Would political power vested in insensitive and idiotic politicians resolve the mundane problems such as poverty, unemployment and lack of economic opportunities they face. Can ill-educated and stupid politicians educate them better? Would polticians insensitive to their pains, help them heal? Would liers and cheats with with devolved power, teach a people to recover their mortally damaged ethical and moral values?

    Such persons are like Mary Antoinette the Queen of France, who told the people demanding bread, to eat cake instead! I have spoken to some members in the NPC and was shocked to discern their quality. Could we benefit from any power-sharing arrangement that is shouldered by such? WE HAVE MUCH TO THINK DEEPLY ABOUT .”

    What was said by anyone, however profound, in the past, has been rendered irrelevant and hollow by the circumstances we are in now!

    Dr.Rajasingham Narendran

  • 13
    2

    A fine article holding up the virtues of great men of a bygone era, who serve as role models to us, both young and old.

    However, one of the men named in this article and presented as great was the principal of a school said to have been established in 1894. He is at once a great hero for some the stands he took as mentioned in this article, and a child abuser who used to take a nightly walk to the hostel.

    Having been brought up to think of this mnan positively, I was shocked when I first heard of this weakness of his from a respected old boy and checked up with other “old boys” of his time. They looked at each other and smiled but said nothing. I then dug deeper catching them one-on-one. The son of a former principal confirmed this but claimed that he had done so much for the school that his greatness is beyond question.

    I am not sure. Some will argue that his sexuality is irrelevant. But criminality in abusing boys under his authority? When he is presented so positively, it excuses his criminality as if men who do great things in one area may be permitted some laxity to the extent of psychologically damaging little children in their charge for life.

    • 1
      8

      Perinpam
      You are side tracking the issue.
      Your criticism of an individual who is dead is unwarranted.
      I think you tamils are good at airing your personal vendetta when some important issues are under discussion and in my opinion thats the downfall of your community.

    • 1
      0

      Perinpam
      You are side tracking the issue.
      Your criticism of an individual who is dead is unwarranted. He cannot defend himself as he is dead it is immoral if not uncivilized of you to take up the issue now.
      I think you tamils are good at airing your personal vendetta when some important issues are under discussion and in my opinion thats the downfall of your community.

    • 9
      0

      Dear Perinbam,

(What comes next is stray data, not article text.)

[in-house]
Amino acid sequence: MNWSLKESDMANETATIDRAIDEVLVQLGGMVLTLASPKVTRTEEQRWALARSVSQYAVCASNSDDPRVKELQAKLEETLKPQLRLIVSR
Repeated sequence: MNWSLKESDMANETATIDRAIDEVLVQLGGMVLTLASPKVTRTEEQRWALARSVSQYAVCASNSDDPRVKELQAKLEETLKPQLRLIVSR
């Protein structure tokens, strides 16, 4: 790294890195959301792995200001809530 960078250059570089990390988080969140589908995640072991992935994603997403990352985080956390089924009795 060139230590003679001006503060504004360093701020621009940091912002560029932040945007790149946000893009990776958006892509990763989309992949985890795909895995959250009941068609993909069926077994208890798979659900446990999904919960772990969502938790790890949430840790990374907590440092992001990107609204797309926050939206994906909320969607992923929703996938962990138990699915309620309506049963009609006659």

“A fine article . . . by Rajan Hoole,” you say, and a very fine, balanced, sensitive and restrained response from you, I say.

      You also write so well that you have conveyed one of the the dilemmas that we often face, when we are forced to confront a seeming weakness in a great man. You have not even mentioned his name, but even a guy like me who has visited the Northern Province only twice in my long life, understands whom you mean.

      I consider paedophilia a crime even today, and it maybe that the man realised it himself. However, it may be that in this day and age when gay activity is so openly talked about, this man may have been able to find a consenting adult (from Sri Lanka’s cabinet of Ministers?) for him to give “expression to his sexuality”.

      I think that you ought to continue to consider the man “a hero”, but, certainly it is a difficult subject. I fear that many will react the way PROUDMAN does, but “Who are we to judge?”. Yes, there is something to learn from the present Pope’s way of talking.

      Going beyond that, the greater tragedy is that Sri Lanka did not evolve in keeping with this man’s vision. Let us do what little we can; and thank you Rajan for your article.

    • 1
      4

      Oh dear!!
      Some of my friends have called me to ask whether I am the author of this scurrilous note by one who calls himself “Perinbam”.
      Of course I did NOT write this and wouldn’t dream of inserting such an irrelevant note into a political discussion.

      • 5
        0

        Dear “sidharthan perinbanayagam”,

        That “Perinbam’s comment” is irrelevant to Dr Rajan Hoole’s main argument is very true. However, the tone of the comment that we refer to is so respectful of the person being discussed that it can hardly be described as “scurrilous”.

        In the South of Sri Lanka, too, apart from my own joke about our current cabinet such things have been said about a host of former leaders, including Prime Ministers, Cabinet Ministers, artists, artistes, and the like.

        I’m sure that you will be able to find plenty of articles of this sort on the Internet:

        http://rictornorton.co.uk/famous.htm

        However, important as that subject may be, wouldn’t it be sensible for somebody to write about these things elsewhere? Dr Hoole’s carefully researched and wonderfully balanced paper deserves much more objective and dispassionate consideration than will be possible if all these other issues are dragged in.